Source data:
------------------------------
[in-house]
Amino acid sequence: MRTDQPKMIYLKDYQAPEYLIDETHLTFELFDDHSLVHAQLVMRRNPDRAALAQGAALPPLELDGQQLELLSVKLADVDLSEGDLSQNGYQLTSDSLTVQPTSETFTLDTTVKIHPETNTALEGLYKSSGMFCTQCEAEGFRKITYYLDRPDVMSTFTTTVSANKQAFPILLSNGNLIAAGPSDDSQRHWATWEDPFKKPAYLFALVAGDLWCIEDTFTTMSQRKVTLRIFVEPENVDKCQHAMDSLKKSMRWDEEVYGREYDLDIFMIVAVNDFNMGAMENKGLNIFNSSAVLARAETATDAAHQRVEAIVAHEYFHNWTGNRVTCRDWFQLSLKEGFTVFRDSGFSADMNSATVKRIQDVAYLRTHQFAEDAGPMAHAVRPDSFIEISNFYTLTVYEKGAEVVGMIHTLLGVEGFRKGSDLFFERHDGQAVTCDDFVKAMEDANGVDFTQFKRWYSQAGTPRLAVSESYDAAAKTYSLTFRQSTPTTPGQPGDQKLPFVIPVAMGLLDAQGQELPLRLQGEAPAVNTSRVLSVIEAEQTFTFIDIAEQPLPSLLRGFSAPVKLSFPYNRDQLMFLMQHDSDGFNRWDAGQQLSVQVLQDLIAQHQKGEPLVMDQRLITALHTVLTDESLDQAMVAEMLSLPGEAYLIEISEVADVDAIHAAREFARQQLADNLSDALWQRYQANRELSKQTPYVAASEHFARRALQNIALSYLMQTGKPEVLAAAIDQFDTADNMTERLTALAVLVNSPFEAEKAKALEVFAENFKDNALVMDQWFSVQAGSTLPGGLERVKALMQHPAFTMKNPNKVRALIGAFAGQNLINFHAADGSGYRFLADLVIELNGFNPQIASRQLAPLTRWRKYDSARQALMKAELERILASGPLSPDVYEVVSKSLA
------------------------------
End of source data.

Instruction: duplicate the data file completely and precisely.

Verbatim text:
[in-house]
Amino acid sequence: MRTDQPKMIYLKDYQAPEYLIDETHLTFELFDDHSLVHAQLVMRRNPDRAALAQGAALPPLELDGQQLELLSVKLADVDLSEGDLSQNGYQLTSDSLTVQPTSETFTLDTTVKIHPETNTALEGLYKSSGMFCTQCEAEGFRKITYYLDRPDVMSTFTTTVSANKQAFPILLSNGNLIAAGPSDDSQRHWATWEDPFKKPAYLFALVAGDLWCIEDTFTTMSQRKVTLRIFVEPENVDKCQHAMDSLKKSMRWDEEVYGREYDLDIFMIVAVNDFNMGAMENKGLNIFNSSAVLARAETATDAAHQRVEAIVAHEYFHNWTGNRVTCRDWFQLSLKEGFTVFRDSGFSADMNSATVKRIQDVAYLRTHQFAEDAGPMAHAVRPDSFIEISNFYTLTVYEKGAEVVGMIHTLLGVEGFRKGSDLFFERHDGQAVTCDDFVKAMEDANGVDFTQFKRWYSQAGTPRLAVSESYDAAAKTYSLTFRQSTPTTPGQPGDQKLPFVIPVAMGLLDAQGQELPLRLQGEAPAVNTSRVLSVIEAEQTFTFIDIAEQPLPSLLRGFSAPVKLSFPYNRDQLMFLMQHDSDGFNRWDAGQQLSVQVLQDLIAQHQKGEPLVMDQRLITALHTVLTDESLDQAMVAEMLSLPGEAYLIEISEVADVDAIHAAREFARQQLADNLSDALWQRYQANRELSKQTPYVAASEHFARRALQNIALSYLMQTGKPEVLAAAIDQFDTADNMTERLTALAVLVNSPFEAEKAKALEVFAENFKDNALVMDQWFSVQAGSTLPGGLERVKALMQHPAFTMKNPNKVRALIGAFAGQNLINFHAADGSGYRFLADLVIELNGFNPQIASRQLAPLTRWRKYDSARQALMKAELERILASGPLSPDVYEVVSKSLA